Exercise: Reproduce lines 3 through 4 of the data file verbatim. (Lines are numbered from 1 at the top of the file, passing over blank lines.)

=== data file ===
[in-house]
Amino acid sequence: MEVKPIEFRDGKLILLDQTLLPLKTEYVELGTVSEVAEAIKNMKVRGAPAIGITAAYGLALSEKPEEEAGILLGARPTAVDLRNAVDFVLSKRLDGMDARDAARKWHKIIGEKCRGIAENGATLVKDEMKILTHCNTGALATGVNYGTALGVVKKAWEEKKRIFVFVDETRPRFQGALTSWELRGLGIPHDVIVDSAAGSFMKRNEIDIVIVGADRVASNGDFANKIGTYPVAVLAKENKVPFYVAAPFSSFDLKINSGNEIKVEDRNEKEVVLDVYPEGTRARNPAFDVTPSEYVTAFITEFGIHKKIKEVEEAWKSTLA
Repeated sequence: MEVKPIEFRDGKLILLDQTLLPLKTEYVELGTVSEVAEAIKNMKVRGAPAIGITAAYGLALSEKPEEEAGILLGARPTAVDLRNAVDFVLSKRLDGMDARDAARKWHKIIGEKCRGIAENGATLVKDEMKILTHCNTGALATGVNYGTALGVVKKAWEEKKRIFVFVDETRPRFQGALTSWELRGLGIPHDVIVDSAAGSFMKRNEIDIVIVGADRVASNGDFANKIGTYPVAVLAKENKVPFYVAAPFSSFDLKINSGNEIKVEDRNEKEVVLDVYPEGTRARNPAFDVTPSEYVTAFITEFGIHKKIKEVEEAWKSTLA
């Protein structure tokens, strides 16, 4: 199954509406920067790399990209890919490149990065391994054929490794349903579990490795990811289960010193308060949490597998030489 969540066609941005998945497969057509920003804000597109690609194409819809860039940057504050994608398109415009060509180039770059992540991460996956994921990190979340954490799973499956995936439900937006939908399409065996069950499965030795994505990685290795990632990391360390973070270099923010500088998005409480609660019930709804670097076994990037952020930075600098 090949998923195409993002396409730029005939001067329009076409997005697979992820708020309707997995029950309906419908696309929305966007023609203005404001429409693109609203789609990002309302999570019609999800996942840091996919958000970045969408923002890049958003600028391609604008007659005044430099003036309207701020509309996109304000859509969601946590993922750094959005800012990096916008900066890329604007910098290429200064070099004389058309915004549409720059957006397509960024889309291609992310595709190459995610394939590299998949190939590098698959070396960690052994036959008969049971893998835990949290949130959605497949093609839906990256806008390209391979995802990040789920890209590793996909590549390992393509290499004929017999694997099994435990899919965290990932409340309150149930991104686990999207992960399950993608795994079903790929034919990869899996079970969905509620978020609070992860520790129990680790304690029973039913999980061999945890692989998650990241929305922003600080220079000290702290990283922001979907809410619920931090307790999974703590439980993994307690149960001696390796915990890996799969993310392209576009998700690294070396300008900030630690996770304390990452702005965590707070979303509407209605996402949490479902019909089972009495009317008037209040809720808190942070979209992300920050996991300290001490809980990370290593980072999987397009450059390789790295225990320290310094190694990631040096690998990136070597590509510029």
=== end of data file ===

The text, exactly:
Repeated sequence: MEVKPIEFRDGKLILLDQTLLPLKTEYVELGTVSEVAEAIKNMKVRGAPAIGITAAYGLALSEKPEEEAGILLGARPTAVDLRNAVDFVLSKRLDGMDARDAARKWHKIIGEKCRGIAENGATLVKDEMKILTHCNTGALATGVNYGTALGVVKKAWEEKKRIFVFVDETRPRFQGALTSWELRGLGIPHDVIVDSAAGSFMKRNEIDIVIVGADRVASNGDFANKIGTYPVAVLAKENKVPFYVAAPFSSFDLKINSGNEIKVEDRNEKEVVLDVYPEGTRARNPAFDVTPSEYVTAFITEFGIHKKIKEVEEAWKSTLA
């Protein structure tokens, strides 16, 4: 199954509406920067790399990209890919490149990065391994054929490794349903579990490795990811289960010193308060949490597998030489 969540066609941005998945497969057509920003804000597109690609194409819809860039940057504050994608398109415009060509180039770059992540991460996956994921990190979340954490799973499956995936439900937006939908399409065996069950499965030795994505990685290795990632990391360390973070270099923010500088998005409480609660019930709804670097076994990037952020930075600098 090949998923195409993002396409730029005939001067329009076409997005697979992820708020309707997995029950309906419908696309929305966007023609203005404001429409693109609203789609990002309302999570019609999800996942840091996919958000970045969408923002890049958003600028391609604008007659005044430099003036309207701020509309996109304000859509969601946590993922750094959005800012990096916008900066890329604007910098290429200064070099004389058309915004549409720059957006397509960024889309291609992310595709190459995610394939590299998949190939590098698959070396960690052994036959008969049971893998835990949290949130959605497949093609839906990256806008390209391979995802990040789920890209590793996909590549390992393509290499004929017999694997099994435990899919965290990932409340309150149930991104686990999207992960399950993608795994079903790929034919990869899996079970969905509620978020609070992860520790129990680790304690029973039913999980061999945890692989998650990241929305922003600080220079000290702290990283922001979907809410619920931090307790999974703590439980993994307690149960001696390796915990890996799969993310392209576009998700690294070396300008900030630690996770304390990452702005965590707070979303509407209605996402949490479902019909089972009495009317008037209040809720808190942070979209992300920050996991300290001490809980990370290593980072999987397009450059390789790295225990320290310094190694990631040096690998990136070597590509510029």